Inevitable demographic shifts are about to create a fast-growing population of skilled older workers: in a decade, adults over age 65 will outnumber children under age 18. At the same time, advances in public health and medicine make it likely that more of those adults will live longer and stay healthy long enough to work for many years past the traditional retirement age. Some of these older adults will have the interest, need, and ability to contribute to students’ learning in meaningful ways, whether as volunteers or paid staff. The upshot: schools may be able to mitigate their staffing shortfalls if they can organize to attract, develop, and retain older adults.
Research worldwide has shown that intergenerational learning can boost children’s social skills, increase school attendance, deepen knowledge of culture and history, and accelerate academic learning, while also providing socio-emotional and health benefits to older adults. U.S. schools that are rethinking their staffing strategies should consider how hiring older adults could help with:
- Improving literacy: At the Downshall Primary School in the East London town of Ilford, older adults interact with select children in a dedicated activity center. Researchers studying the program saw students’ progress in literacy and communication skyrocket, particularly among immigrant students whose English language skills were the least developed.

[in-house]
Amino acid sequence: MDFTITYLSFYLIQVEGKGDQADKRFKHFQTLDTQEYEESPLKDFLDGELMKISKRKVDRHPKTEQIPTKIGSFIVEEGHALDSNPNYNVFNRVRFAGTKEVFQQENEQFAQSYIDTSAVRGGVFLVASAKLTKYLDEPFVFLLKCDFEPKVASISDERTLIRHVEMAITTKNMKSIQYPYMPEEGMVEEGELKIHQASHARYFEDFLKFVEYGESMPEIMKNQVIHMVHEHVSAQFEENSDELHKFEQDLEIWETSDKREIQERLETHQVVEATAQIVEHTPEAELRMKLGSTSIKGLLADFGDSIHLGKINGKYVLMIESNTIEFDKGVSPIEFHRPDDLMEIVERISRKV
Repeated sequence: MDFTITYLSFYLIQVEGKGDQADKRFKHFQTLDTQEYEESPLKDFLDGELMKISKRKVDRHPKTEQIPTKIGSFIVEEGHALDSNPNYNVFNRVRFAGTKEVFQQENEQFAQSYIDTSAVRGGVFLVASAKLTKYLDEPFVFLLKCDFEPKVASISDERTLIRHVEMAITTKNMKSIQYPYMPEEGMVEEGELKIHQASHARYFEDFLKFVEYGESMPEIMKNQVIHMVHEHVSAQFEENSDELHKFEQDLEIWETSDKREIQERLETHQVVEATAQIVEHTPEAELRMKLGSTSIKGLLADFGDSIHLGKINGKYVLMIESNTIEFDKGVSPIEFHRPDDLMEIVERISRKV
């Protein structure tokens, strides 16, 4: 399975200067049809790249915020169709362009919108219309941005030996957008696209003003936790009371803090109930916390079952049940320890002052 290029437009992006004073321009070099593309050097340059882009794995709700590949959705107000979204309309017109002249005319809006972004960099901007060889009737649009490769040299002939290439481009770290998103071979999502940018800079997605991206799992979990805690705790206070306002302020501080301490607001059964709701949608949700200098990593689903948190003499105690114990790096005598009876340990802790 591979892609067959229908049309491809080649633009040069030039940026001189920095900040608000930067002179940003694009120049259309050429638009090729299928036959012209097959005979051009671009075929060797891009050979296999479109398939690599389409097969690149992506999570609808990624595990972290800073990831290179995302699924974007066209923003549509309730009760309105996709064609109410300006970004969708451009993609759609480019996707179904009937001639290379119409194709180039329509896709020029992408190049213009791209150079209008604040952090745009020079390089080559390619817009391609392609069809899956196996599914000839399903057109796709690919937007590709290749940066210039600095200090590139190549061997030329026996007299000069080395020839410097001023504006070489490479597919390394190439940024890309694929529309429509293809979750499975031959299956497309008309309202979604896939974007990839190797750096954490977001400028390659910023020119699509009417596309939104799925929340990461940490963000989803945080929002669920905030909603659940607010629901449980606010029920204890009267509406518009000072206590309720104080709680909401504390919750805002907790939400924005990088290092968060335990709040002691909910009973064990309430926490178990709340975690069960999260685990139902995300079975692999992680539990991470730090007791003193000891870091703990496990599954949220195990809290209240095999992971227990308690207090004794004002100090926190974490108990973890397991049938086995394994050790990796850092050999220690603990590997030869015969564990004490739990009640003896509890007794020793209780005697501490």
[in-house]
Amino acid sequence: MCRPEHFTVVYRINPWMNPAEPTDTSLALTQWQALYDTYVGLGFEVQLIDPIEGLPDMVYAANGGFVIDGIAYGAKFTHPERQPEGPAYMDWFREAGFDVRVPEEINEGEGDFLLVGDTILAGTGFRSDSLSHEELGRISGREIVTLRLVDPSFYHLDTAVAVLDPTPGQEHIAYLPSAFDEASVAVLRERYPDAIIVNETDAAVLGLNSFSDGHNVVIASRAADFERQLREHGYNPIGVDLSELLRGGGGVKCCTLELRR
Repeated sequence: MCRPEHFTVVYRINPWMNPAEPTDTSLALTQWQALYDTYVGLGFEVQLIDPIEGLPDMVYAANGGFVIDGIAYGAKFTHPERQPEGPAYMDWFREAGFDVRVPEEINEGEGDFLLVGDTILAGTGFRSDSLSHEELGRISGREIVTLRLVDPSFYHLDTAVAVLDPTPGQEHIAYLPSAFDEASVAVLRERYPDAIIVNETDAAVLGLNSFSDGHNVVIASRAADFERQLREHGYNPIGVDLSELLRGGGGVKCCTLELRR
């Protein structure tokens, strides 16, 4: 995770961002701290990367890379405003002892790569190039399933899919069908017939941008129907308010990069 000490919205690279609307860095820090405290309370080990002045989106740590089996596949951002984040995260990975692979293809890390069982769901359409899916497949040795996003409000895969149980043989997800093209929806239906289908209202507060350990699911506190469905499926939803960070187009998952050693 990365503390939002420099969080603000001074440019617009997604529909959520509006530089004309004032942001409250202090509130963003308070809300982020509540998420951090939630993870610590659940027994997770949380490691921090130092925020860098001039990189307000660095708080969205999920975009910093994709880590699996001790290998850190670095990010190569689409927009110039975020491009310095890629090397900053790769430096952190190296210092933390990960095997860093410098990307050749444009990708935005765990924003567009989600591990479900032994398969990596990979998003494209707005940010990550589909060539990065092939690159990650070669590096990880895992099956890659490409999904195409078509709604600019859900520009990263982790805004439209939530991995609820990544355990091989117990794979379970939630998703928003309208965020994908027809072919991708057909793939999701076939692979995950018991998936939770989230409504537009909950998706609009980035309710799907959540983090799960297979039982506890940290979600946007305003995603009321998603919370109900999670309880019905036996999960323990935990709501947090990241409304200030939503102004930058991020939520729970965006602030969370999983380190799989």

- Teaching history and culture: In rural Australia, Aboriginal students’ literacy, numeracy, confidence, and well-being improved after time spent with elders immersed in a bush setting. In Canada, Wapikoni Mobile trains First Nations youth as filmmakers to capture stories from the local elders in their communities. Elders play a key role in promoting cultural identity and pride, which can be important factors in academic success. In the U.S., the Native American Community Academy (NACA) and schools in the NACA Inspired Schools Network (NISN) have hired elders to provide instruction in indigenous languages and knowledge keepers to share traditional cultural practices. The “Gui Kima” program in the Anchorage School District in Alaska invites Indigenous elders to classrooms to share their knowledge and stories with students. Similarly, a partnership between Indigenous tribes and schools in Montana brings elders to class to teach Indigenous language and culture alongside traditional academic subjects. “It’s about connection, lineage, legacy,” said Anpao Duta Flying Earth, executive director of the NACA Inspired Schools Network, which supports schools that integrate Indigenous culture and identity into their curriculum. “When an elder is in the room, it cements the idea of community and intentional connection.”